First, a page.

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A Lesson from Monsters

June 3, 2016 4:00 pm | Leave a Comment


The other day I saw an article being shared on social media that stated that talent is a “myth”. The author, one of those marketing and sales gurus you see often in online business journalism, argued that with hard work, anybody can do anything. And those who insist otherwise are probably just using the idea of talent as an excuse to not try.

The idea that we are all blank slates who can do anything and be anyone is something deeply ingrained at this point, something which seems to stem from the American individualistic idea of the “self-made” man.

This idea is also pushed hard in almost all media for children. “You can be anything” is the mantra of nearly every movie or television show aimed at little kids, a message that will lead to an inevitable letdown if a child really lets himself absorb it.

That’s why Monsters University is such a breath of fresh air. On the one hand, this prequel to the wildly inventive Monsters, Inc., is much less inventive or memorable than the first movie. But on the other, it provides a message that is well-nigh impossible to find these day: you can’t be anything.

In Monsters University, the diminutive green monster Mike Wazowski wants to go to the famed school of his childhood idol. Mike is determined to become a “scarer”, a frightening monster who can excel at making children scream. The problem is, he’s small and comical looking. His new roommate, James “Sully” Sullivan, is a brawny, inherently frightening student lazily coasting on his natural abilities.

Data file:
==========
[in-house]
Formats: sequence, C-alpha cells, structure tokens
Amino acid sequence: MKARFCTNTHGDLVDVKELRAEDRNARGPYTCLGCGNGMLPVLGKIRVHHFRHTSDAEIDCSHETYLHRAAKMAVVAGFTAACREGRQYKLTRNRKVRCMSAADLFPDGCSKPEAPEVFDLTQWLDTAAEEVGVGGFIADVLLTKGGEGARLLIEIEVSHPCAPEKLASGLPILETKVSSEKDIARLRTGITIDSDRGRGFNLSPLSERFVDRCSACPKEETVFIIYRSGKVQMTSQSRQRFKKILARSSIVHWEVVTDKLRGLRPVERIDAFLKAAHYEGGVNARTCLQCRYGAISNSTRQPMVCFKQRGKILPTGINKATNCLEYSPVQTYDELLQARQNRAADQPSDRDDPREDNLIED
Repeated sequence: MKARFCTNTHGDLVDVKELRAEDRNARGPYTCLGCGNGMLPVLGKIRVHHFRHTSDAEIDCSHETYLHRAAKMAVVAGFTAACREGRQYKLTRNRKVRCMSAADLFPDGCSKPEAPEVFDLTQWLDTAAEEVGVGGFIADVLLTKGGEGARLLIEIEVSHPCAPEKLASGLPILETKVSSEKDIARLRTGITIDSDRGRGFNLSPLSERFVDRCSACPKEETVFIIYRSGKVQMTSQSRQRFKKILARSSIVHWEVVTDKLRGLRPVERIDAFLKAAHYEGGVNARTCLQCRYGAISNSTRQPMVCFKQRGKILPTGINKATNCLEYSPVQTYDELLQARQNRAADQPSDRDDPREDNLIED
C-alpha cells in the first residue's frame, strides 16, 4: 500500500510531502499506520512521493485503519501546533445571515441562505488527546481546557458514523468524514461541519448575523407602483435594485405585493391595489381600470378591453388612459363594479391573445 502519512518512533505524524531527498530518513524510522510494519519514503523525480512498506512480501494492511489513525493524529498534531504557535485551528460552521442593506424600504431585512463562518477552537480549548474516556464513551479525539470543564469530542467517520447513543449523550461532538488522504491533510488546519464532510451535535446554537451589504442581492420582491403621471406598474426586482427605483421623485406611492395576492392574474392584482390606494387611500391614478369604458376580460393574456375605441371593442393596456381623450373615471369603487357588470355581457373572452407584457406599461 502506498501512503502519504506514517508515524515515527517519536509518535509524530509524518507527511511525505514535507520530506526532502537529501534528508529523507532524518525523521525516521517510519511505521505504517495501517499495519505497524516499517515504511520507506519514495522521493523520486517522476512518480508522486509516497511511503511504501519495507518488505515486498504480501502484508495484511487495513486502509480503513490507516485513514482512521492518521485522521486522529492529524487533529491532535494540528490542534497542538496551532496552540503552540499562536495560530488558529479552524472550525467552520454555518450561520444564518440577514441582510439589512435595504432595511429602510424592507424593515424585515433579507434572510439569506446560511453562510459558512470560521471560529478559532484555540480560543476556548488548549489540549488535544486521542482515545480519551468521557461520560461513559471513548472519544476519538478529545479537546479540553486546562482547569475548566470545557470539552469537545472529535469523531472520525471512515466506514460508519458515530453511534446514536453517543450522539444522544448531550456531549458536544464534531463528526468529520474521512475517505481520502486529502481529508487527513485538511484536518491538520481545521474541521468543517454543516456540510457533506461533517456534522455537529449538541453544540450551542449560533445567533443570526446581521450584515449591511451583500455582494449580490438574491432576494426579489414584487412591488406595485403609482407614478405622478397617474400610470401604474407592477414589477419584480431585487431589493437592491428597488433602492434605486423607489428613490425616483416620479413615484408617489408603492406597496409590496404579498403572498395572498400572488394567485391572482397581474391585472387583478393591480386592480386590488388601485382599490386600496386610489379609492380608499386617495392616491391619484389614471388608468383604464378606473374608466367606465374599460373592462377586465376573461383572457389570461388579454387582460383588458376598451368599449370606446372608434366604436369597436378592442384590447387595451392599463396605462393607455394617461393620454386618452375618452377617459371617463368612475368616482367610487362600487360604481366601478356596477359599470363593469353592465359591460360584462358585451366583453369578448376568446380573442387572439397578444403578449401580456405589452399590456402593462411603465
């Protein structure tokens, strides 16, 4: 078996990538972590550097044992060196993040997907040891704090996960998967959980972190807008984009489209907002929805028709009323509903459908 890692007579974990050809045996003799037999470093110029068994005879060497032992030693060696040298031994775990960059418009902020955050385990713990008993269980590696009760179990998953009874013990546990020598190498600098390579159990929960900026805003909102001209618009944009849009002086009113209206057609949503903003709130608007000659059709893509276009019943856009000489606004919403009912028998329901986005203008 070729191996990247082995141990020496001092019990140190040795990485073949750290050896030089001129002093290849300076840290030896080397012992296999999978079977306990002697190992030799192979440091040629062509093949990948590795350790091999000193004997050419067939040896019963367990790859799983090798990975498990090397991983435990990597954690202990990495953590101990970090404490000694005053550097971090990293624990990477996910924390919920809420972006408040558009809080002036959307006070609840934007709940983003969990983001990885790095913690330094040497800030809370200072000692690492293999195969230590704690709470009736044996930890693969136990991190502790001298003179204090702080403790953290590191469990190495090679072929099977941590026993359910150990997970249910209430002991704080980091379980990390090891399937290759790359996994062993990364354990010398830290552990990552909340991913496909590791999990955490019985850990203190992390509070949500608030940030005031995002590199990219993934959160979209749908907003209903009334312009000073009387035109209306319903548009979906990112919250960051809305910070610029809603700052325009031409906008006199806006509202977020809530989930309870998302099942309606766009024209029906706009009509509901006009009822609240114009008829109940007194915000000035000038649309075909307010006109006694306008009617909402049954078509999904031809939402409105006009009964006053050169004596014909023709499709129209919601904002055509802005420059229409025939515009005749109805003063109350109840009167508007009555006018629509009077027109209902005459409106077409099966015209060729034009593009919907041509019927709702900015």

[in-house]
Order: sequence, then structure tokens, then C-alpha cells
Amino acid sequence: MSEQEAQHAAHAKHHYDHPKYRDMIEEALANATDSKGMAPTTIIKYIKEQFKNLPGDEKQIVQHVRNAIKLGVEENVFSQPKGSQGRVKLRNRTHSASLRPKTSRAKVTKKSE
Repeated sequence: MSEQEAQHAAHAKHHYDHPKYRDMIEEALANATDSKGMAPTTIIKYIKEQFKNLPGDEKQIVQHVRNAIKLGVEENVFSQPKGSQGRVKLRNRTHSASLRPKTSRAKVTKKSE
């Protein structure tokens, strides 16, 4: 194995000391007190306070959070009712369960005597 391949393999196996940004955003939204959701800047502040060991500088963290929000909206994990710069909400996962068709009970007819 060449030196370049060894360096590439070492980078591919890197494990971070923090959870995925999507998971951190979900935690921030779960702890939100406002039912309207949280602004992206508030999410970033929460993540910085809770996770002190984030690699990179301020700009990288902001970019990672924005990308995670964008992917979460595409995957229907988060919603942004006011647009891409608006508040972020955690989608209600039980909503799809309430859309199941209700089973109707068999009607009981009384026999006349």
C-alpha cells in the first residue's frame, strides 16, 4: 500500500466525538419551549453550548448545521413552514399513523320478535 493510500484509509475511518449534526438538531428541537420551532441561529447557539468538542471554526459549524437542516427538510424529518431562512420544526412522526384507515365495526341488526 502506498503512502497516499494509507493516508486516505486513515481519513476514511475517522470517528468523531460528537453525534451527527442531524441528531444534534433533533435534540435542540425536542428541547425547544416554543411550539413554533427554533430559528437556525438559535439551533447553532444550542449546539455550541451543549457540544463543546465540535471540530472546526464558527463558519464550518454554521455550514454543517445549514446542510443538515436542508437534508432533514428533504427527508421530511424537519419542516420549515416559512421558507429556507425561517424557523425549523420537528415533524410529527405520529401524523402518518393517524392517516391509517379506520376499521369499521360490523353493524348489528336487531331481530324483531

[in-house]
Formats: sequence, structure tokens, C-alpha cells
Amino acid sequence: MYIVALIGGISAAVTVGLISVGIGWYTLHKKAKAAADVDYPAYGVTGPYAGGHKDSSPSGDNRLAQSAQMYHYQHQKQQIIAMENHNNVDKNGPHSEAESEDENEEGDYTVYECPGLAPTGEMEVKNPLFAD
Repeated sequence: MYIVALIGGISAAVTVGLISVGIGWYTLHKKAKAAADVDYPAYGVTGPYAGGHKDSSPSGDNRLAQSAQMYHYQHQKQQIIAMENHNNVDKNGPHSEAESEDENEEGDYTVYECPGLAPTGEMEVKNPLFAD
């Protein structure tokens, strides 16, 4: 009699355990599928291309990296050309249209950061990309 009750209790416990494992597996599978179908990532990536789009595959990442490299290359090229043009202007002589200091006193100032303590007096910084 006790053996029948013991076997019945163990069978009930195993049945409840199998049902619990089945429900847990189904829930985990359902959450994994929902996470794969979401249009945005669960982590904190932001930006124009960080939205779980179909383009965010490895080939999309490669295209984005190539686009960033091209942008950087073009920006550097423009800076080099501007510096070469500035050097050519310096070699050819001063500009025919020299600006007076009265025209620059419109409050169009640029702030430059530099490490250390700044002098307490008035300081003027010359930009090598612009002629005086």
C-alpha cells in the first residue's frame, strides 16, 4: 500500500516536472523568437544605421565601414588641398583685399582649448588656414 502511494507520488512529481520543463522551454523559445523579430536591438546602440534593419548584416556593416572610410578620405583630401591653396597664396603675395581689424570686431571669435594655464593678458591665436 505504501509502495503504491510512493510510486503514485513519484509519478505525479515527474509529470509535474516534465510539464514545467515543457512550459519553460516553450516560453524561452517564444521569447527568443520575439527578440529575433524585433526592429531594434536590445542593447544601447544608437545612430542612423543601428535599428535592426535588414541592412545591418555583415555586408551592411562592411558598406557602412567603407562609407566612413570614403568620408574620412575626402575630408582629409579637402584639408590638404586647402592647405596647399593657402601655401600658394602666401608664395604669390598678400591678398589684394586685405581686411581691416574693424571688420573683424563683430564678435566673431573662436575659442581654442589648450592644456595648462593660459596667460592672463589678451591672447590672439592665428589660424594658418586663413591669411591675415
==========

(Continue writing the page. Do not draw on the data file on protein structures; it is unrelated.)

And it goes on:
Without spoiling the plot, the two learn separate but equally important lessons. Mike learns that he has to seek out what he is actually good at, then work hard to make those talents shine. Sully has to learn that his natural ability must to be honed by discipline. Both of them learn that abilities and talents are different for different people, and that that’s okay.

This is important for kids to know. It’s okay if you don’t have athletic prowess, or a natural affinity for teaching others, or musical skill. It’s okay if you’ll never be tall, or have perfect eyesight, or have a metabolism that keeps you thin at all times. What is important is that you find out who you are, what you are good at, what you enjoy, and that you develop your talents and work hard at them while trying to become the best person you (not someone else) can be.

Image from Monsters University © Disney/Pixar

John Herreid

John Herreid

John Herreid is catalog manager at Ignatius Press. In addition to catalogs and ads, he has also worked on the cover design for many Ignatius Press books and DVDs. He lives in the San Francisco Bay Area with his wife and four children.

Tags: movies for children Pixar talents

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